As modern medicine advances, many of the illnesses and conditions that once would have killed a person can be survived. However, 'survived' does not mean 'cured' - many of these saved lives are subject to regular, sometimes unpleasant, treatments, or come with chronic pain, or a potentially shortened lifespan. All these are prime causes of psychological complications to the existing chronic disease. As many as a quarter of patients with chronic conditions have developed psychological problems1 that require their own form of treatment, so the field of chronic disease management has grown drastically over recent times to meet these new challenges.
Most common among patients with chronic medical conditions are depressive disorders. It is understandable that the uncertainty and inescapability of a chronic condition, coupled with the inconvenience of regular treatments in some cases, and/or constant discomfort or pain, could cause an individual to fall into despair, but thankfully, we don't have to leave them that way. Cognitive therapy deals with these issues by attempting to reform the way patients think of their conditions, making them challenges instead of pure disadvantages. For example, once a patient can look at the fact that they only have 3 hours between kidney treatments as a challenge to accomplish their goals faster so as not to be interrupted by that necessity, instead of seeing no point in starting anything that would be interrupted so soon, they are well on the road to a happier quality of life.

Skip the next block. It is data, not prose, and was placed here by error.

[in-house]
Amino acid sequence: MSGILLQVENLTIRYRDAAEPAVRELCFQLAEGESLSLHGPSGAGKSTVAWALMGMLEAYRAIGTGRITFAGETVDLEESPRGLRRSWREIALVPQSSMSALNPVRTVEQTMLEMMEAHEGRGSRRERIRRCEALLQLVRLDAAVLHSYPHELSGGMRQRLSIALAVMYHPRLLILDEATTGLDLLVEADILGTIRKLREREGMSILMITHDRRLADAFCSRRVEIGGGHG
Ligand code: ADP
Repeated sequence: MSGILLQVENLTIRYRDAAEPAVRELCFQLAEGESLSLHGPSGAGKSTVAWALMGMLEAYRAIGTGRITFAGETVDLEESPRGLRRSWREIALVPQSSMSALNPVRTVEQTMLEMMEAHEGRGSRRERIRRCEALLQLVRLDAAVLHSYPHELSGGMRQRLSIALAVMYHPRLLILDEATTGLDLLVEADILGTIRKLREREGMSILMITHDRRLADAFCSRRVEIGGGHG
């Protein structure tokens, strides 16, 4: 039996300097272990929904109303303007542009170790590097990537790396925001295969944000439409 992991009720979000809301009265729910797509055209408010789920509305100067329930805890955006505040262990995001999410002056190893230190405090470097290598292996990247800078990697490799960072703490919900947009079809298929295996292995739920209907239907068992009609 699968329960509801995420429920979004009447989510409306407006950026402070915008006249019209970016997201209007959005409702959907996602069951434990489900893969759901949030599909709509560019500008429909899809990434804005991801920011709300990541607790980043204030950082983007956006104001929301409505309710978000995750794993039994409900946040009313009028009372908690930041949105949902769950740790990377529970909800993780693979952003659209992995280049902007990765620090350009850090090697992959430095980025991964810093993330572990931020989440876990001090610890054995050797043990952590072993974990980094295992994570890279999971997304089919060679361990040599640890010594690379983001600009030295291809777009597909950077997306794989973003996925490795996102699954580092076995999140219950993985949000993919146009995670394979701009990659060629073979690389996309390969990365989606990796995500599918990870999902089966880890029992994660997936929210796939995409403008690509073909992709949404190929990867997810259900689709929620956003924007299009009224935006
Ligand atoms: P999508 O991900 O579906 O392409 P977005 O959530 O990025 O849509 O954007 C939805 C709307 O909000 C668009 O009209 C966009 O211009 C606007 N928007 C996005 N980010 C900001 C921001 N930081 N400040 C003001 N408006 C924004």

Other general techniques that can bring about mood improvement include setting realistic goals, expressive writing, self-monitoring moods for warning signs of depression to avert them early, organizing medical and end-of-life papers, and developing coping skills for when black moods set in. This ties in to appraisal theory to some extent too, as teaching a patient to assess a situation positively instead of negatively can also lead to a lighter emotional state.
1. White, C. (2001). Cognitive behavioral principles in managing chronic disease. [ONLINE] Available at: http://www.ncbi.nlm.nih.gov/pmc/articles/PMC1071616/. [Last Accessed 7/2/2014].